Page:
Immigration reform possible in lame duck session?

A coalition of faith-based groups and community organizations that support comprehensive immigration reform are calling on Congress to address their concerns in the lame duck session.

“No action is a vote for the way things are,” said Dr. Leith Anderson, president of the National Association of Evangelicals, on a conference call with reporters this week. “No action is a vote for de facto amnesty. No action is abdication of federal responsibility.”

Joining this call was Sen. Robert Menendez, D. N.J., who is seeking to bring together a bipartisan supermajority in the Senate to pass comprehensive reform. He noted that the lame duck session may be the best opportunity to pass comprehensive reform in the near future.

He called on members of Congress to put aside “political grandstanding” and to come together on an issue that has “generated a lot of talk but little action.”

Unfortunately, many Republicans who either previously voted for reform or are current cosponsors of reform bills have backed away from supporting reform initiatives.

Menendez said that enforcement-only proposals aren’t enough to fix the broken immigration system. Reform must address illegal hiring, but it should also provide the 11 million or so undocumented workers with a means to gain legal status, and “work their way to permanency residency.” He also favors provisions that keep immigrant families together.

Some of the incoming Republican members of Congress seem unlikely to work in a bipartisan way to achieve a comprehensive bill, he added. He told reporters that during the campaign hostile anti-immigrant political discourse caused him to worry that many newly-elected Republicans may favor political grandstanding over common sense solutions. “The reality is that we need a bipartisan effort in this. Unless we get some Republicans to join us, we won’t move forward,” he said.

Hardline anti-reform Republicans who push “enforcement-only” measures will likely stand in the way of reform, Menendez hinted. “I think that that doesn’t deal with the totality of the problem; it will only give us more of what we have.”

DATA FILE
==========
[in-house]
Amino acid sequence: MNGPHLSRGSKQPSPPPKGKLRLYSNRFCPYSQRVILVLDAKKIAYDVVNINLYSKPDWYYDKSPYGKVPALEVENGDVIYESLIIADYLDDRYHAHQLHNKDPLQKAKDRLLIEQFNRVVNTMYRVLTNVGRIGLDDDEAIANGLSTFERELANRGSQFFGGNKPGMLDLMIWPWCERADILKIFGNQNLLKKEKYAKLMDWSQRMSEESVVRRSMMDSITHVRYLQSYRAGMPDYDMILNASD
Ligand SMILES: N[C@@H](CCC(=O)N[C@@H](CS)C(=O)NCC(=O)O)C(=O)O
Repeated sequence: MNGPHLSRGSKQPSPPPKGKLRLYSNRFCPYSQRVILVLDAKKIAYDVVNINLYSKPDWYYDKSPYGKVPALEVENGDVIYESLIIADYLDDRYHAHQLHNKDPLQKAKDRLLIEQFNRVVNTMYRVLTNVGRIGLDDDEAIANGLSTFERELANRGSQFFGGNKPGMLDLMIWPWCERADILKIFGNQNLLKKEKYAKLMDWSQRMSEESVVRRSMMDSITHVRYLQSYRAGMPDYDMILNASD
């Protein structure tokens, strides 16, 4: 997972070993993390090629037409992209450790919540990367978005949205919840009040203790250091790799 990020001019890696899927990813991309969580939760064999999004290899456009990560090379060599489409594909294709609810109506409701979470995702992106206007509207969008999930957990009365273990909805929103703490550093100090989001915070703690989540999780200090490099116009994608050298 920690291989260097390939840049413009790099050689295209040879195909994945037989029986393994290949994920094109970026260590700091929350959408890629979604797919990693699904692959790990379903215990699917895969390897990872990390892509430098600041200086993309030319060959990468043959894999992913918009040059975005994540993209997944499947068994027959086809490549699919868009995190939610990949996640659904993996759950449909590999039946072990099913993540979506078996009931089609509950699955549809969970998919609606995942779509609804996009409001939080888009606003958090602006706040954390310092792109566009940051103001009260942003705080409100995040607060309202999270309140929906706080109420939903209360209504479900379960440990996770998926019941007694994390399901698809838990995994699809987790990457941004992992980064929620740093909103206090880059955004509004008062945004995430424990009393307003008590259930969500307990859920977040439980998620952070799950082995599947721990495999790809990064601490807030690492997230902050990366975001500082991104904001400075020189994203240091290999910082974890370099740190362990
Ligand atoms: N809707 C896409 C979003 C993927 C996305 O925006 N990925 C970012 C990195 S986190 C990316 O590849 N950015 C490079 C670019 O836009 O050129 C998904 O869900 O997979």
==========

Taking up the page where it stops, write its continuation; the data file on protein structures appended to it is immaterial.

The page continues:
“I hope that we can do this in lame duck, but if not, if their are no Republicans who are forthcoming, then I just look at the numbers and the views of those who will be in critical positions and know it will be more difficult,” Menendez said.

He stated that many Republicans are going to have to decide of their best political capital lies in some of the anti-immigrant sentiments expressed by Republican candidates during the campaign or in resolving a serious national issue.

The comments came the same day a coalition of business, religious and community groups in Utah formally rejected efforts to pass Arizona-type anti-immigrant legislation. According to a statement from another coalition, which adopted the so-called Utah Compact, immigration enforcement should remain a federal priority and reform measures should provide a path for undocumented immigrants to be integrated into society. One conservative supporter of the pro-reform “Utah Compact” said, “Arizona-style laws amount to nothing but a ’round them up’ and ‘starve them out’ approach – neither of them are ethical nor consistent with our conservative principles, and in no way will I participate in such policies.”

The pro-reform group includes Utah’s Republican Attorney General

The latter viewpoint likely results from observations of the campaign season and election results, especially in southwestern states. While several Republican candidates used harsh and racist anti-immigrant messages during their campaigns, these did not always resonate with voters. Notably, in neighboring Nevada, Tea Party-backed Republican Senate candidate Sharron Angle routinely attacked Latinos and immigrants as part of her campaign. Her decisive defeat and the enthusiastic support Sen. Harry Reid, D-Nev., received suggest that Republicans may be hesitant to adopt the same tactics in the future.

According to exit polling released this week by America’s Voice, an immigration reform advocacy group, Reid likely won at least nine in ten Latino votes in this election. The data showed that Latino voters played a huge role in preventing far worse election results for congressional Democrats.

Image: Arasmus Photo // CC BY 2.0


Joel Wendland-Liu
Joel Wendland-Liu

Joel Wendland-Liu teaches courses on diversity, intercultural competence, migration, and civil rights at Grand Valley State University in West Michigan. He is the author of The Collectivity of Life: Spaces of Social Mobility and the Individualism Myth, and a former editor of Political Affairs.